President Obama may have been focused on signing a health insurance bill into law on Tuesday, but several powerhouse members of his Cabinet were in Mexico City consulting with authorities there on strategies for combating an increasingly violent drug war pummeling America's southern neighbor.

Secretary of State Hillary Clinton led the delegation that included Homeland Security Secretary Janet Napolitano,  Defense Secretary Robert Gates, National Intelligence Director Dennis Blair, Joint Chiefs of Staff Chairman Adm. Mike Mullen, Counterterrorism Adviser John Brennan and Drug Enforcement Administration Acting Director Michelle Lenhart.

"This is one of the most formidable teams we’ve brought to any foreign meeting during this administration, and the makeup of this delegation is an indication of the priority that President Obama and the United States place on our relationship with Mexico," Clinton told reporters.

"We are working in our two governments together to solve the problems posed by the criminal cartels that stock the streets on your cities and ours, that kill and injure innocent people and spread a reign terror and intimidation."

Obama and Mexican President Felipe Calderon have said their governments are committed to a "cooperative effort" to disrupt the cross-border drug trade, which has gotten so violent members of the American diplomatic corps living in Mexico have become victims of an emboldened drug syndicate.

Tuesday's trip to the region was meant to reaffirm U.S.-Mexico commitments under the Merida initiative, a $1.3 billion program enacted three years ago by former President George W. Bush and Calderon to help Mexican authorities combat the growing drug trade.

The meeting marks the second high-level consultative talks between Mexican leaders and the current U.S. administration.

Napolitano told reporters traveling with the delegation that the trip represents a culmination of many meetings between various U.S. and Mexican agencies over the last year and the heavyweight group's visit is proof of the United States' level of commitment.

"This is the real deal," Napolitano said. "We want to keep working together."

Violence along the U.S.-Mexico border is on the rise, and Jaurez, across from El Paso, Texas, is the epicenter of drug-related crime.  Just two weeks ago, a pregnant American consulate worker and her husband were brutally gunned down in broad daylight as they left a birthday party.

Seven people were killed at the scene; three of them worked for the U.S. consulate. The murdered married couple's one-year-old child was found by Mexican police unharmed crying in the back seat of their car. 

It's believed all were innocent victims of cartel violence.

Last year, Juarez recorded 2,600 drug-related murders.

Mexican officials, including Calderon, are quick to point out that violence can be attributed to the insatiable U.S. demand for drugs.  He says while both sides need to crack down on violence, the United States also needs to address its voracious appetite.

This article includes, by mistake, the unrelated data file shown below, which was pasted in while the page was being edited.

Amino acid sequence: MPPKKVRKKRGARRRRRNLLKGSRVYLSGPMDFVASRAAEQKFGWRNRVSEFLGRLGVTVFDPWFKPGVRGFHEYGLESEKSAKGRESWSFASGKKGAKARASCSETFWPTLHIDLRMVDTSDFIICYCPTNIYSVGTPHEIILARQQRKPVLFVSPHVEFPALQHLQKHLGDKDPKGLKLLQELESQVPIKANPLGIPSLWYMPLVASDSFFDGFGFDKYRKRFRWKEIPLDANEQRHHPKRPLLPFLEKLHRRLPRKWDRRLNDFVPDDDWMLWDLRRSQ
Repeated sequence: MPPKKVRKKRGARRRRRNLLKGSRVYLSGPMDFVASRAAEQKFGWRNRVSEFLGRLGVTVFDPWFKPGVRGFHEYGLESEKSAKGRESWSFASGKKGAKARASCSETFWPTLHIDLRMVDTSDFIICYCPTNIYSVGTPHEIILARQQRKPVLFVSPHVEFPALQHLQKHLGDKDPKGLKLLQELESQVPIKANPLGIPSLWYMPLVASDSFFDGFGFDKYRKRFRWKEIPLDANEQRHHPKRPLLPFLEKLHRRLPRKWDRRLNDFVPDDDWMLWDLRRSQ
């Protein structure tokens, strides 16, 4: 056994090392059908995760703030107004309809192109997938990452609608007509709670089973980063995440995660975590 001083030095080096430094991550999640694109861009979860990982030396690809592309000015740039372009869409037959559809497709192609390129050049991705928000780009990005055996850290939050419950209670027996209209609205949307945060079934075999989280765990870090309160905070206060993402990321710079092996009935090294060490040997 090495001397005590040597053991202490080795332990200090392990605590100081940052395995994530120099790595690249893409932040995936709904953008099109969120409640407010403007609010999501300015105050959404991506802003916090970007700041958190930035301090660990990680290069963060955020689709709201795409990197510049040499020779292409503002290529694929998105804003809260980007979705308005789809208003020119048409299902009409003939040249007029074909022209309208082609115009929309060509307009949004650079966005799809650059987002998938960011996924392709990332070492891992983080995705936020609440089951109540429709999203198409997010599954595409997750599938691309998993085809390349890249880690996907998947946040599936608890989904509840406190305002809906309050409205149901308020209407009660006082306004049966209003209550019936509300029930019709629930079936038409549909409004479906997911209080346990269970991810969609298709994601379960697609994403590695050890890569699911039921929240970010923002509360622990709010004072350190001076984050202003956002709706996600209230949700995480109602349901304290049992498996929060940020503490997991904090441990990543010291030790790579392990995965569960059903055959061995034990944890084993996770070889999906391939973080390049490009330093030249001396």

Mexico provides 90 percent of the cocaine consumed in the United States, and marijuana is considered the engine that keeps the whole trade moving.

According to DEA officials, the anti-drug partnership with Mexico has gotten significantly better since Calderon took office in 2006.

"Calderon is putting his money where his mouth is", one DEA official told Fox News.  "The reason violence is on the rise is because these cartels are feeling push back from the Mexican government -- they are on the run and they are fighting for turf."

Since 2006, the government of Mexico has seized 92 tons of cocaine, 6,500 tons of marijuana and 949 kilos of heroin.  They've also removed or arrested some significant drug trafficking leaders, including Arturo Beltran Leyva, who was killed during an attempted arrest in 2009, and Carlos Beltran Leyva, who was arrested in that same raid.

But the war comes with carnage. Since Calderon took office, 17,900 cartel members have been killed.

Meanwhile, the United States is providing a great deal of support to Mexico through the Merida initiative and longer standing drug enforcement efforts.  One of the more important programs is police training.

U.S. law enforcement is training heavily vetted, young Mexican police recruits --  the younger the better as it means less time they've been exposed to influence by violent groups, officials say.

The U.S. also provides helicopters, drug sniffing dogs, intelligence and X-ray trucks to the Mexicans.

DEA officials say police corruption still exists in Mexico but the cooperative agreement has led to significant progress.

"There is no question that they (drug cartels) are fighting against both of our governments," Clinton said shortly after arriving in Mexico.  "We need to push forward together in this effort, and secure the support of the public, our elected officials, and our public servants. ... The president has recommitted the United States to this effort, and we are determined to meet this challenge."